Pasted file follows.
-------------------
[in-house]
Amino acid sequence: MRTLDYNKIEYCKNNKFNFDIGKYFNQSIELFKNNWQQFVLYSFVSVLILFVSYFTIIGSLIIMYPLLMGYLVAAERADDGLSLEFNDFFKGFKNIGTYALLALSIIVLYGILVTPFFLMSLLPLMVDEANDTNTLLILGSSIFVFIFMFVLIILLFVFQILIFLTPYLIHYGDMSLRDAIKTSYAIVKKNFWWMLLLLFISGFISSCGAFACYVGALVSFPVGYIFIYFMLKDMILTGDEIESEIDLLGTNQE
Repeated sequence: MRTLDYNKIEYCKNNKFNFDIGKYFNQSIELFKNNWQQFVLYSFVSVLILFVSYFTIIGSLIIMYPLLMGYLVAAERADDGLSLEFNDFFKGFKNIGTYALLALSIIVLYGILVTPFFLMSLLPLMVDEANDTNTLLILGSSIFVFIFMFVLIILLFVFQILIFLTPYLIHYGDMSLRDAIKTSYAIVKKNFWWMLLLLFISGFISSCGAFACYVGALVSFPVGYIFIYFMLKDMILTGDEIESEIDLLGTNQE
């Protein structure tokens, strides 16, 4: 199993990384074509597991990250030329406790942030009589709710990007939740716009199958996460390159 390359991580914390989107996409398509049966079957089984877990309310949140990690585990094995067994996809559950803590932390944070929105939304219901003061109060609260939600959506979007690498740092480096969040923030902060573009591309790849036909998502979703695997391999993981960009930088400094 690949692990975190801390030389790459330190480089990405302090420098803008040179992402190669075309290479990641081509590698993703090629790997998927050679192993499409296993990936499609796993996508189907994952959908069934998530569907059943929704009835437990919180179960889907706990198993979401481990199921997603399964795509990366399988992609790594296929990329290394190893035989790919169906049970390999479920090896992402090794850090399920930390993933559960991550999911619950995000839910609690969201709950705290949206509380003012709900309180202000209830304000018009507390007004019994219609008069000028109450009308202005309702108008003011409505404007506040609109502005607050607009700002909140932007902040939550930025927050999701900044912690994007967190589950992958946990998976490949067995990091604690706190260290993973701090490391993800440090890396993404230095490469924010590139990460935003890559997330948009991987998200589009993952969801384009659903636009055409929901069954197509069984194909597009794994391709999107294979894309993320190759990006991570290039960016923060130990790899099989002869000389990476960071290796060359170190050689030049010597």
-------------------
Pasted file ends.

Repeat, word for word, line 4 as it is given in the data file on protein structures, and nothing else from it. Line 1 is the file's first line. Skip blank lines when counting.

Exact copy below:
């Protein structure tokens, strides 16, 4: 199993990384074509597991990250030329406790942030009589709710990007939740716009199958996460390159 390359991580914390989107996409398509049966079957089984877990309310949140990690585990094995067994996809559950803590932390944070929105939304219901003061109060609260939600959506979007690498740092480096969040923030902060573009591309790849036909998502979703695997391999993981960009930088400094 690949692990975190801390030389790459330190480089990405302090420098803008040179992402190669075309290479990641081509590698993703090629790997998927050679192993499409296993990936499609796993996508189907994952959908069934998530569907059943929704009835437990919180179960889907706990198993979401481990199921997603399964795509990366399988992609790594296929990329290394190893035989790919169906049970390999479920090896992402090794850090399920930390993933559960991550999911619950995000839910609690969201709950705290949206509380003012709900309180202000209830304000018009507390007004019994219609008069000028109450009308202005309702108008003011409505404007506040609109502005607050607009700002909140932007902040939550930025927050999701900044912690994007967190589950992958946990998976490949067995990091604690706190260290993973701090490391993800440090890396993404230095490469924010590139990460935003890559997330948009991987998200589009993952969801384009659903636009055409929901069954197509069984194909597009794994391709999107294979894309993320190759990006991570290039960016923060130990790899099989002869000389990476960071290796060359170190050689030049010597």